All posts in 4) Grade 3-5

Girl Bullying: The Hundred Dresses by Estes (grades 3-5th)

Best Chapter Book on Girl Bullying Ever!

My oldest’s teacher recommended this book to me when my daughter was in 3rd grade. There had been a history of not-so-nice girl bullying since Kindergarten but by 3rd grade, it was totally out of hand. The teacher thought this would be an especially good book for my daughter’s book club, and we, the moms, talked about doing a Mother and Daughter book club to model discussion around this book but we never pulled it off. Read more…

Asian Adoption Chapter Book: Kimchi and Calamari by Rose Kent

Multicultural Chapter Book for Kids with Adoption Themes

14-year-old Joseph Caldararo has a loving family and is a well-adjusted popular kid at school. But when his social studies teacher assigns a paper on Your Cultural heritage, his world gets turned upside down. He knows he’s adopted from Korea when he was just an infant and it’s never really bothered him before, but now it does. It doesn’t help that the new dry cleaners are taken over by a Korean family who are off-out by his adoption. And it makes his parents upset when he wants to learn more about his own cultural heritage. His best friend assists him in conducting an internet search to try to trace his parents but that’s a long shot at best! But what to write for this paper? His confusion about who he is leads him down a path of deceit and now everything is a mess. On top of this, he’s trying to get a date for the school dance. Whoever said that middle school is tough is right! [chapter book, ages 9-12] Read more…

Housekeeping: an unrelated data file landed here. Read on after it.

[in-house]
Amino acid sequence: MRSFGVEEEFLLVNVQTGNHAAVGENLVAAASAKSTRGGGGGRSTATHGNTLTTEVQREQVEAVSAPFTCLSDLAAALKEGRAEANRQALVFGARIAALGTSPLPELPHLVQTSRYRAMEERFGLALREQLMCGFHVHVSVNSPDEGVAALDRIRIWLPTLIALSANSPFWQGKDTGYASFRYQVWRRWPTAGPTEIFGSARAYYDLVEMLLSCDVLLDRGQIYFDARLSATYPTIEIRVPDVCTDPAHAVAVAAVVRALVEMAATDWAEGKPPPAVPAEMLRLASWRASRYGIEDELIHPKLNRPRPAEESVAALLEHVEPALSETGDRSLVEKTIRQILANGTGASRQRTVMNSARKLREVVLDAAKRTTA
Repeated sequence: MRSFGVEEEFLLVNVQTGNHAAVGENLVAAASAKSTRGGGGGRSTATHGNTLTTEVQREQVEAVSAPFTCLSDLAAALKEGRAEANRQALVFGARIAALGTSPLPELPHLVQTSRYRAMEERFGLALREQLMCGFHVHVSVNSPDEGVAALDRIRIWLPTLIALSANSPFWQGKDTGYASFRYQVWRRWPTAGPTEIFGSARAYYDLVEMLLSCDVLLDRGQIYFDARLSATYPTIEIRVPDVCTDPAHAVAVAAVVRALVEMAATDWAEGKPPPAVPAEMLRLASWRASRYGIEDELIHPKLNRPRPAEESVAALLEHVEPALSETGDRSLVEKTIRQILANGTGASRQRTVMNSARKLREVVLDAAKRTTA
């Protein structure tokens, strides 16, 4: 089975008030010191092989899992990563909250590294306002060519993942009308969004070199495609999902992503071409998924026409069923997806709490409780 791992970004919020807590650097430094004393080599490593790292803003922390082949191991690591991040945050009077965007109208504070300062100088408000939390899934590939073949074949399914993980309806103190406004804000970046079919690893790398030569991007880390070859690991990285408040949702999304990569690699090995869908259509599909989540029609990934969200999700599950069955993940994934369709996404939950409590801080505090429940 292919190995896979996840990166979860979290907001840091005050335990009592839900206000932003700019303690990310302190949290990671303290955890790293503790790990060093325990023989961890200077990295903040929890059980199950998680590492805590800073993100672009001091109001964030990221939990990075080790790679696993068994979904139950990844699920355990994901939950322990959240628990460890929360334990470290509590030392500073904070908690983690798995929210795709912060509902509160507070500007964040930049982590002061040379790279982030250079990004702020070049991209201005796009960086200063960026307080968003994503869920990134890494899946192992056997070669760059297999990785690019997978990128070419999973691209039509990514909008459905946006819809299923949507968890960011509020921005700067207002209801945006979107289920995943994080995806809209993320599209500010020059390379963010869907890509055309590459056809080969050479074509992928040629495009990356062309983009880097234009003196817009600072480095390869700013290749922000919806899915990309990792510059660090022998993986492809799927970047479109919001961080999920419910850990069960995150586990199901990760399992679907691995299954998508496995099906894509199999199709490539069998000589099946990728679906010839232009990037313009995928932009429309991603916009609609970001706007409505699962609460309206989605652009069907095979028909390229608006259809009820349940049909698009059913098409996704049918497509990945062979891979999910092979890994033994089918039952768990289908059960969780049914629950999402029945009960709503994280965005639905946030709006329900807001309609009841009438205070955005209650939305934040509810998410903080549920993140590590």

Asian American Chapter Book for Girls

Multicultural Chapter Book for Girls

Millicent Min is an 11-year-old girl genius with no social skills or friends except for her Grandmother Maddie. While Millicent can rationalize her solitude, her parents and grandmother co-conspire to socialize her. They force her to play volleyball and to tutor an annoying Chinese American kid, Stanford Wong, who is the polar opposite of her. Things look up for Millicent when she makes her first friend, Emily, at volleyball. But things come to a head when Emily finds out that Millicent and Stanford are lying to her as they both try to hide their tutoring arrangement from her. And to make matters worse, Maddie decides to move to England. Millicent is a genius, but can she figure out how to repair her friendship? Read more…

Introducing … Sasha Abramowitz: Teaches Compassion for Turret’s

Best Chapter Books that Teach Compassion

I am shocked that Introducing…Sasha Abramowitz by Sue Halpern did not win any awards. It reminds me a lot of Rules by Cynthia Lord which won a Newbery Award.  Must have been a tough year that year!  If you child like Rules, s/he will love this book. Read more…

Chewy Jewelry for Orally Fixated Kids from Kid Companion

Chewy Jewelry for Orally Fixated and SPED Kids